Attorney: Frank Gehry Broke His Promise

The architect of the Walt Disney Concert Hall and  other landmarks broke his promise to a friend of 40 years to share in net  proceeds from a jewelry collection bearing his name, an attorney told a jury Wednesday.

However, a lawyer for the renowned building designer, Frank O. Gehry,  countered that plaintiff Fred Nicholas and his company, Circa Publishing  Enterprises of Culver City, terminated the agreement themselves six months  after it was made and thus have no case.

"Circa is not entitled to a penny," attorney Patricia L. Glaser said.

The attorneys gave the accounts during opening statements of Circa  Publishing's lawsuit against Gehry's company, Gehry Design LLC. The breach-of- contract lawsuit was filed in May 2007 in Los Angeles Superior Court.

According to Grossman, Circa Publishing entered into a written 2004  agreement with Gehry in which the plaintiffs would have the exclusive rights to  produce, distribute and sell jewelry designed by the architect.

Circa was entitled to half the proceeds of items sold under the deal,  according to Grossman.

Circa officials later introduced Gehry to Tiffany & Co. representatives,  and that meeting led to a preliminary understanding between Circa and Tiffany  for Circa to distribute and sell items with the Gehry trademark that would be  referred to as the Frank Gehry Collection, according to Grossman.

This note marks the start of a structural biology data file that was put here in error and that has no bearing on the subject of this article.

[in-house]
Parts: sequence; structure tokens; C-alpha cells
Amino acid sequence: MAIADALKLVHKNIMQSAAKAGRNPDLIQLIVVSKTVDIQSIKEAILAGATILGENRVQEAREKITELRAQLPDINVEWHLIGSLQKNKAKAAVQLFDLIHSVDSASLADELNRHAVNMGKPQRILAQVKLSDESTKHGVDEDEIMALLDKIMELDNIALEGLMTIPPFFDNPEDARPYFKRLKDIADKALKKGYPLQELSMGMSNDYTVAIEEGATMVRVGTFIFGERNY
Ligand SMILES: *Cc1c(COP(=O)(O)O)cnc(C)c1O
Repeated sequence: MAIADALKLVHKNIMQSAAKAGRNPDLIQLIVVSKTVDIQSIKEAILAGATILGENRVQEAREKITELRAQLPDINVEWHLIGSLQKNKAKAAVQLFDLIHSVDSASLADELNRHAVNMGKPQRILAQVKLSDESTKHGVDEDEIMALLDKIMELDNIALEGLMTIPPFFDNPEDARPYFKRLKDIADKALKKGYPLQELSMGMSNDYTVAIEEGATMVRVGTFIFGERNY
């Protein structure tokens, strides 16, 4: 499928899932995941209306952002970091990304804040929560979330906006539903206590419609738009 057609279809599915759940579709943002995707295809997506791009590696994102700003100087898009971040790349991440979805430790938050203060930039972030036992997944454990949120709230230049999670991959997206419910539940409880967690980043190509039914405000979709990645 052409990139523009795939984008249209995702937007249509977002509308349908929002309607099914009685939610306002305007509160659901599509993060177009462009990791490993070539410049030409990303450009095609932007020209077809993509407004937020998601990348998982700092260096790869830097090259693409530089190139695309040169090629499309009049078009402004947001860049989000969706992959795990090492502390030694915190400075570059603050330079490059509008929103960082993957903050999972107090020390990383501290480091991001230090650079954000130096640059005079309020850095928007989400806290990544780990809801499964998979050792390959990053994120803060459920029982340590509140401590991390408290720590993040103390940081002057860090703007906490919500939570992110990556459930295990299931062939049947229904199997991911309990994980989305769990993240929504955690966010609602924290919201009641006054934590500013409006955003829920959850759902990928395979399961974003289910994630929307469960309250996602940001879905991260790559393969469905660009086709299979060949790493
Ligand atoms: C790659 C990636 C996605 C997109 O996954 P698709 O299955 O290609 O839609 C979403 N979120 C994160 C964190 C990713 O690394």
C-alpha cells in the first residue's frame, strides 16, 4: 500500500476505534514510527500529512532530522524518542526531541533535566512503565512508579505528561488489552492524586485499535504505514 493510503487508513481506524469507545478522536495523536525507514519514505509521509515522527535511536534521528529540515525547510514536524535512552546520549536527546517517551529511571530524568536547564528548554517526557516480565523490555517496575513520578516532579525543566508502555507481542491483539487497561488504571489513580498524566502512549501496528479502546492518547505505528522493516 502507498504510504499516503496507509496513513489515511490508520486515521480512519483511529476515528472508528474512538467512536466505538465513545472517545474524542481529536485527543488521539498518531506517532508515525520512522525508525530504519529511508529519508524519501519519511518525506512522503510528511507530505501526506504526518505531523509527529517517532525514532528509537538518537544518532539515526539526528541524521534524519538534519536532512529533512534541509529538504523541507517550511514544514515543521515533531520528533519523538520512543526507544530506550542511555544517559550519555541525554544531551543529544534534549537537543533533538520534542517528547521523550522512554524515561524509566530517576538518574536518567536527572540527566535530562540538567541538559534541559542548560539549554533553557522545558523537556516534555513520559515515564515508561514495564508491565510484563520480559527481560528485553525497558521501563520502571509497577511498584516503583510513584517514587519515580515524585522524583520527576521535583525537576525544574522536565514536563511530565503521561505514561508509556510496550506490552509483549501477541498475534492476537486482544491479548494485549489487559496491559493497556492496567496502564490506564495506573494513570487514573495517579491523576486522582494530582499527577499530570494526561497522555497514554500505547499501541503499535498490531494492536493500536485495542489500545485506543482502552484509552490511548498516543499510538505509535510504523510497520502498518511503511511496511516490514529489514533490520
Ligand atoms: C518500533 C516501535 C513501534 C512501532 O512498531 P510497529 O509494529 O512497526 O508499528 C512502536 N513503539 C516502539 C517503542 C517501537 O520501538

However, Gehry and Gehry Design later entered into a direct contract  with Tiffany that excluded the services of Circa, Grossman said.

But Glaser told jurors that Circa made clear in a March 2004 e-mail that  the contract was being returned to Gehry. As a lawyer, Nicholas knew that  such an action meant a deal was over, Glaser said.

Yet in September 2006, Circa began asking for its share of the Gehry  Design-Tiffany deal, Glaser said.

The Frank Gehry Collection was three years in the making and involved  working with nine Tiffany designers, according to The  collection was unveiled in Beverly Hills on March 26, 2006, and the pieces  ranged from $125 silver rings to a $1 million diamond brooch shaped like the  floor plan of the Guggenheim Museum.

Grossman said the project made millions of dollars.

Gehry, the trial's first witness, testified he did not remember much  about the back-and-forth negotiations leading up to the Tiffany deal, in  particular the years the various events happened.

"I'm 80 years old, so I have lapses sometimes," said Gehry, often  speaking so softly his own lawyer had to ask the judge to order him to raise  his voice.

Gehry said designing jewelry was new for him.

"It took a while because it was a new undertaking for me," Gehry said. "What's fascinating is the craftsmanship in the items that is not available  in buildings. I had to re-orient my thinking."

Gehry said he was happy with his decision to try his hand at jewelry  design.

"I quite enjoyed it," Gehry said.

Gehry is also known for designing the Guggenheim Museum in Bilbao,  Spain, and the Dancing House in Prague. His proposal for a new home for the New  Jersey Nets in Brooklyn was rejected in June by the club owner as too pricey. 

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